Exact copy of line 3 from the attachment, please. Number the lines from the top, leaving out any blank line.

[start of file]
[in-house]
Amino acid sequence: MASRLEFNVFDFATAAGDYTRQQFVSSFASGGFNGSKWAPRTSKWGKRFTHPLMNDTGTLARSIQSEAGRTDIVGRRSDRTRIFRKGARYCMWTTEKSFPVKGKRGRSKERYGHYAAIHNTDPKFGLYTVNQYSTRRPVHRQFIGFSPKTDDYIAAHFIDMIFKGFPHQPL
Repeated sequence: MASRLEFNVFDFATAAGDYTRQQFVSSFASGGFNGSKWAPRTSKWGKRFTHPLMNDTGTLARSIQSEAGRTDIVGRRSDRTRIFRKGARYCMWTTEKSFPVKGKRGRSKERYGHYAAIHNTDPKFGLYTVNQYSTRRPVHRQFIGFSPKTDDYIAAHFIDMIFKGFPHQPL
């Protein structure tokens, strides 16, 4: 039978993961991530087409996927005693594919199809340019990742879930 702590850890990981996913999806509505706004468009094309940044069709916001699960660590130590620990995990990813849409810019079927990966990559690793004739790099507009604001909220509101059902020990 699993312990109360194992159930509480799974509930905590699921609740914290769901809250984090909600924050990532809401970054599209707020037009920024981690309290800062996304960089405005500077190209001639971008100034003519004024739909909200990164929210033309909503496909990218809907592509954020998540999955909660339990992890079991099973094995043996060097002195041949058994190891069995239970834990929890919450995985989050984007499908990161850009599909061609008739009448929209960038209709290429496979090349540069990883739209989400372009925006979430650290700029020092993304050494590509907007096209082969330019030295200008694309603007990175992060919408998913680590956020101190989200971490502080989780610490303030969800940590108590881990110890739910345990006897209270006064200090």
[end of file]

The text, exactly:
Repeated sequence: MASRLEFNVFDFATAAGDYTRQQFVSSFASGGFNGSKWAPRTSKWGKRFTHPLMNDTGTLARSIQSEAGRTDIVGRRSDRTRIFRKGARYCMWTTEKSFPVKGKRGRSKERYGHYAAIHNTDPKFGLYTVNQYSTRRPVHRQFIGFSPKTDDYIAAHFIDMIFKGFPHQPL